Australia has capped off an amazing Commonwealth Games campaign with Jessicah Schipper, Brenton Rickard and the two medley relay teams all winning gold medals in the Delhi pool overnight, taking our swim total to 22 and surpassing our haul of 19 from Melbourne 2006.
With four gold, two silver and two bronze, Australia ended six days of swimming in Delhi with 54 medals, including disabled, exactly the same as in Melbourne.
The women won 31 medals, 15 gold, nine silver and seven bronze.
The men took 23 medals, seven gold, seven silver and nine bronze.
Schipper set the ball rolling on the final night when she won the 200m butterfly for the 19th gold medal, which equalled the Melbourne tally.
She clocked 2:07.04 to finish ahead of Canada's Audrey Lacroix (2:07.31) and England's Ellen Gandy (2:07.75).
"I've been racing Audrey my whole life so I knew it was going to be tough,'' Schipper said.
"I knew it was going to be hard but I kind of just put my head down in that last 25 and said 'This is only my swim, just give it my all'.
"This is absolutely fantastic. It has been such an up and down year.
"To come here and be able to perform well is a very good way to finish it off.''
Rickard then took the gold medal tally to 20 when he held on for a thrilling victory in the 200m breaststroke.
Swimming from lane two, Rickard led by almost one second after 150m, but was put under pressure by Scotland's Michael Jamieson down the final lap.
Rickard tired badly in the last 15m but managed to hold out the Scot to win in 2:10.89.
Australia also took bronze through Christian Sprenger.
"It wasn't the greatest 200m I've done this year - far from it,'' Rickard said.
"But in tough conditions on the last night of racing to get up there and win the touch for once is an awfully nice feeling.''
Meanwhile, Sprenger said he wasn't sure whether he would race the 200m again, despite being the current world record holder.
"At the moment, my ideas on the 200m breaststroke are very clouded after that race,'' he said.
"For the moment, that was the last long-course 200m breaststroke of my career.
"But Libby (Trickett)'s coming back from retirement, so I guess anything's possible.''
Gold No. 22 came when the women's medley relay team beat England home by 3.10sec in a time of 3:56.99, with Canada third, on the back of a brilliant breaststroke leg by Leisel Jones.
She took over just 0.30sec ahead of England's Kate Haywood but handed over to butterfly swimmer Schipper with a lead of 3.32sec.
And although England closed the gap slightly over the final two legs, freestyle anchor Alicia Coutts was never in danger of being caught.
Jones, who now has 10 Commonwealth Games gold medals, said: “We love competing in the medley relay, we have a lot of fun. I’ve got a gold medal and I get to share it with three lovely girls.”
Coutts, who finished the Games with five golds, said: "I am really happy with the way I went. This is my best meet.”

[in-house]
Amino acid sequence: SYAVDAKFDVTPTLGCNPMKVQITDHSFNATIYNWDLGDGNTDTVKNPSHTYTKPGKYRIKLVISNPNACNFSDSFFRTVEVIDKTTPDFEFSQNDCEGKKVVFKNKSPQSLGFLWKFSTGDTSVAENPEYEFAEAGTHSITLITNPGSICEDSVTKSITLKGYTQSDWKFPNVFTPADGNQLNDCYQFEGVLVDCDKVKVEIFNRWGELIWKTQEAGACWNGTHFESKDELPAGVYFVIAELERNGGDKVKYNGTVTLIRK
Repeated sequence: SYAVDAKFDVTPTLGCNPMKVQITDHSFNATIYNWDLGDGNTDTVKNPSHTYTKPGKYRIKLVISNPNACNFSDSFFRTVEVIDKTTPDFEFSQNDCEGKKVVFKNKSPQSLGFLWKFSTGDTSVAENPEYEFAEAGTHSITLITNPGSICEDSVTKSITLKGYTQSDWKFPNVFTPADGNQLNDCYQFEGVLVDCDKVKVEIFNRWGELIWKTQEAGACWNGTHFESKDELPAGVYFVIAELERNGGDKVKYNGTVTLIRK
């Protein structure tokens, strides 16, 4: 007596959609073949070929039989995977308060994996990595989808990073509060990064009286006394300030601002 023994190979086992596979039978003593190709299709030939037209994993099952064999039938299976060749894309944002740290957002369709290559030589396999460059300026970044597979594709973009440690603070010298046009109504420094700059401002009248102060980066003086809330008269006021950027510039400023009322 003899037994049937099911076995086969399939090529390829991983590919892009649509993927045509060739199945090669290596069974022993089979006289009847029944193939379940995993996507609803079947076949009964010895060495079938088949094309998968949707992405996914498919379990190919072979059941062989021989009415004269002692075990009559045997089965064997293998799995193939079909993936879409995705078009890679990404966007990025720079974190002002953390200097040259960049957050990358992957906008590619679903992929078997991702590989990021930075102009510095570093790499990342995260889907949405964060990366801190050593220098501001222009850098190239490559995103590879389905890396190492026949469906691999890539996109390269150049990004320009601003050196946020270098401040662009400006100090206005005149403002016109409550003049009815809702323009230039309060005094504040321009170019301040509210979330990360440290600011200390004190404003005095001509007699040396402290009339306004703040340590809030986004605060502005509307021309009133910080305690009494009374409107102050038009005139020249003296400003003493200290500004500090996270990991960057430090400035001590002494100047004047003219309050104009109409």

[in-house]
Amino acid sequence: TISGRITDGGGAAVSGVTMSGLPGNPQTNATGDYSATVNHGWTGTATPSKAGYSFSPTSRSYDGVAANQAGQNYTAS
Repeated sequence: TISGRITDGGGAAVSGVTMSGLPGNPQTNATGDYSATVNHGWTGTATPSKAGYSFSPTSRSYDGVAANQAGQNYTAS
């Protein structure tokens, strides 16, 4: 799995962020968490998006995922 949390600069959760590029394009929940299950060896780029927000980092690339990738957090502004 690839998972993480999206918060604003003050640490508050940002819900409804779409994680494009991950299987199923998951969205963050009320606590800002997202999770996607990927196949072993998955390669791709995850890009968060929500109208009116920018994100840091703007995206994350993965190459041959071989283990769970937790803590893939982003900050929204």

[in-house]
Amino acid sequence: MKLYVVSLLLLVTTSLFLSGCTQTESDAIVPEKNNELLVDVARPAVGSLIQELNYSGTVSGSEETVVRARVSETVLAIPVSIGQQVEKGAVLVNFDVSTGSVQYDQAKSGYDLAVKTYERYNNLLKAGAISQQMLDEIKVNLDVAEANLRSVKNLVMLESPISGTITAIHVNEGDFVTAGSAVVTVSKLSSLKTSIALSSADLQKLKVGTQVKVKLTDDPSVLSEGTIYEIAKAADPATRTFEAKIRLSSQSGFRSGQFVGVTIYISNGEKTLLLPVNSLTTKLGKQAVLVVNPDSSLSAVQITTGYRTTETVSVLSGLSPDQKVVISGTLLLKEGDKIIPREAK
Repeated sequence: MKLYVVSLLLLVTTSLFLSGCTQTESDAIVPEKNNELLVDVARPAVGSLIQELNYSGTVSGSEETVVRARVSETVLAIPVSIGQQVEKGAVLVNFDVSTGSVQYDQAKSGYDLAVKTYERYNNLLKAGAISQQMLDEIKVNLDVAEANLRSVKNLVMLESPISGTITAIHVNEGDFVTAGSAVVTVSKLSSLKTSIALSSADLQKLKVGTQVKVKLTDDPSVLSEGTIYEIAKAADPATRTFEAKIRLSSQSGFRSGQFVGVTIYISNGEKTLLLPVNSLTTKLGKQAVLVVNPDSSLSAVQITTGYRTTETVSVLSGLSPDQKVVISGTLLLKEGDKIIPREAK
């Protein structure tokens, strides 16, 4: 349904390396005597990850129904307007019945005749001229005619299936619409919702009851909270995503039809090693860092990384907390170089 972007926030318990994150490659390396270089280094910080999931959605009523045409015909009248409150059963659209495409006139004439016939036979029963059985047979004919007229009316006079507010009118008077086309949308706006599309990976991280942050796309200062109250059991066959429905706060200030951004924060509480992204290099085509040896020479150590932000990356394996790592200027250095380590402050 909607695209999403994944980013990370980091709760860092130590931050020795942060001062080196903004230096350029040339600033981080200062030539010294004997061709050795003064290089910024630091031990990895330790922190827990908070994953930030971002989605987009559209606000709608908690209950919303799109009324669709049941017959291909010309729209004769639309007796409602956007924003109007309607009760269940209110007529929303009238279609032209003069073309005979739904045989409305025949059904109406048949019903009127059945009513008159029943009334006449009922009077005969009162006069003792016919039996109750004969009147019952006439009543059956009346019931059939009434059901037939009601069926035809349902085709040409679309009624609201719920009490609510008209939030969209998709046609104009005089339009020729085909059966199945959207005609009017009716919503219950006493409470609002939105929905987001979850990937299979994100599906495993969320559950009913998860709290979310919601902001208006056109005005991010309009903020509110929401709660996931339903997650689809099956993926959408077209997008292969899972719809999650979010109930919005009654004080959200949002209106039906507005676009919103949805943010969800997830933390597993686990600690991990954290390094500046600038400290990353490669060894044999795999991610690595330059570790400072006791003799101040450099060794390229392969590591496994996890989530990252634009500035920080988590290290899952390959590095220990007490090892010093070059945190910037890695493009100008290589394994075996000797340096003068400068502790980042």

The men's relay team can thank great swims by breaststroker Brenton Rickard and Geoff Huegill in the butterfly for the victory over South Africa and England in a games record of 3:33.15 - the Dophins' 22nd gold.
But both Aussies missed medals in the men's 50m freestyle, with Canada's Brent Hayden (22.01), South Africans Roland Schoeman (22.14) and Gideon Louw taking the honours.
Cameron Prosser finished fifth and Eamon Sullivan dead-heated for sixth.
"It’s been a tough week," Rickard said. "The conditions here are hard.
“To get first is very satisfying after five minor medals."
Samantha Hamill won silver in the women's 400m individual medley after a brave attempt to catch the winner, Scotland's Hannah Miley, down the last lap.
Miley set a new Games record of 4:38.83, with Hamill's 4:39.45 also inside the old best time.
England's Kerri-Anne Payne was third, just ahead of the second Australian, Blair Evans.
"I'm pretty relieved that it's all over to be honest,'' Hamill said.
"I was pretty stuffed after the 200m fly and mentally it was really hard to kind of get my head together because the fly was such a disappointing race.
"I had about 20 minutes, half an hour, to swim down and get my head together and I'm actually really happy with that time.''
Hamill was hopeful of coming away with a Games medal - but in the 200m butterfly.
"The 200m fly hasn't gone my way this year,'' said Hamill, who finished behind Schipper at the national titles this year.
"It's obviously my best event, so I thought.
"But to kind of get my head together within 20 minutes (for the 400m IM) I thought was really good of me.
"And to come away with the silver medal was awesome.''
Ryan Napoleon (15:28.70) found the pace too hot in the men's 1500m freestyle, finishing a distant sixth behind Canada's Ryan Cochrane.
Cochrane won in 15:01.49, ahead of 19-year-old South African Heerden Herman and England's Daniel Fogg.
Disabled Australian Ellie Cole won bronze in the women's 100m S10, behind South African gold-medallist Natalie Du Toit, while Andrew Pasterfield earned silver in the men's S10 100m freestyle behind Canada's Benoit Huot and in front of England's Robert Welbourn.
Australian Matthew Cowdrey, swimming up a division, finished fourth in a record time for his usual division, S9.
“The lead in the legs and arms came on faster than I thought, but I’m happy with the silver medal," Pasterfield said.
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